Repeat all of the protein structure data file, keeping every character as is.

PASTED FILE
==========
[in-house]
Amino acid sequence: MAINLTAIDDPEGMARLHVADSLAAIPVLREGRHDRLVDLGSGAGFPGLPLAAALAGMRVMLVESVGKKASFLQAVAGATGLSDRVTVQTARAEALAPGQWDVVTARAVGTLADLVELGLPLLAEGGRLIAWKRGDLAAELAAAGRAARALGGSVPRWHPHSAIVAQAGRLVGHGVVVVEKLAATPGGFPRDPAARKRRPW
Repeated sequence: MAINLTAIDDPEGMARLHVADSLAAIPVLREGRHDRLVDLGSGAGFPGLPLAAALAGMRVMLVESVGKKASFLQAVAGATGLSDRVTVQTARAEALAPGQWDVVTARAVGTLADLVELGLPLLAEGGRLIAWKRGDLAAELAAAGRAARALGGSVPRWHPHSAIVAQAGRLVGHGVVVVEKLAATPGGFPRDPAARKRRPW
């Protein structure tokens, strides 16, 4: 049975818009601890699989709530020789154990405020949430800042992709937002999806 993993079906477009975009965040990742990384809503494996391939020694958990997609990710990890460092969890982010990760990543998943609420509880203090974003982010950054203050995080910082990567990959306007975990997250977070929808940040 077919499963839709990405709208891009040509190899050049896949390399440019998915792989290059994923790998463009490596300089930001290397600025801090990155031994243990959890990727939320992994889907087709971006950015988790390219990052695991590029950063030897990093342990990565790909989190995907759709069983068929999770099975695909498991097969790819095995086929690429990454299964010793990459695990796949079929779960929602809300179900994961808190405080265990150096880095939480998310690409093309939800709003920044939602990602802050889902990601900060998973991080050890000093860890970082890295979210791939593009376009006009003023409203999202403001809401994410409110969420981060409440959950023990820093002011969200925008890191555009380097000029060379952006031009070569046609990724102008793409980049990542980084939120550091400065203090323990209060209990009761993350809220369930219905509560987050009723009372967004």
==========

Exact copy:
[in-house]
Amino acid sequence: MAINLTAIDDPEGMARLHVADSLAAIPVLREGRHDRLVDLGSGAGFPGLPLAAALAGMRVMLVESVGKKASFLQAVAGATGLSDRVTVQTARAEALAPGQWDVVTARAVGTLADLVELGLPLLAEGGRLIAWKRGDLAAELAAAGRAARALGGSVPRWHPHSAIVAQAGRLVGHGVVVVEKLAATPGGFPRDPAARKRRPW
Repeated sequence: MAINLTAIDDPEGMARLHVADSLAAIPVLREGRHDRLVDLGSGAGFPGLPLAAALAGMRVMLVESVGKKASFLQAVAGATGLSDRVTVQTARAEALAPGQWDVVTARAVGTLADLVELGLPLLAEGGRLIAWKRGDLAAELAAAGRAARALGGSVPRWHPHSAIVAQAGRLVGHGVVVVEKLAATPGGFPRDPAARKRRPW
């Protein structure tokens, strides 16, 4: 049975818009601890699989709530020789154990405020949430800042992709937002999806 993993079906477009975009965040990742990384809503494996391939020694958990997609990710990890460092969890982010990760990543998943609420509880203090974003982010950054203050995080910082990567990959306007975990997250977070929808940040 077919499963839709990405709208891009040509190899050049896949390399440019998915792989290059994923790998463009490596300089930001290397600025801090990155031994243990959890990727939320992994889907087709971006950015988790390219990052695991590029950063030897990093342990990565790909989190995907759709069983068929999770099975695909498991097969790819095995086929690429990454299964010793990459695990796949079929779960929602809300179900994961808190405080265990150096880095939480998310690409093309939800709003920044939602990602802050889902990601900060998973991080050890000093860890970082890295979210791939593009376009006009003023409203999202403001809401994410409110969420981060409440959950023990820093002011969200925008890191555009380097000029060379952006031009070569046609990724102008793409980049990542980084939120550091400065203090323990209060209990009761993350809220369930219905509560987050009723009372967004």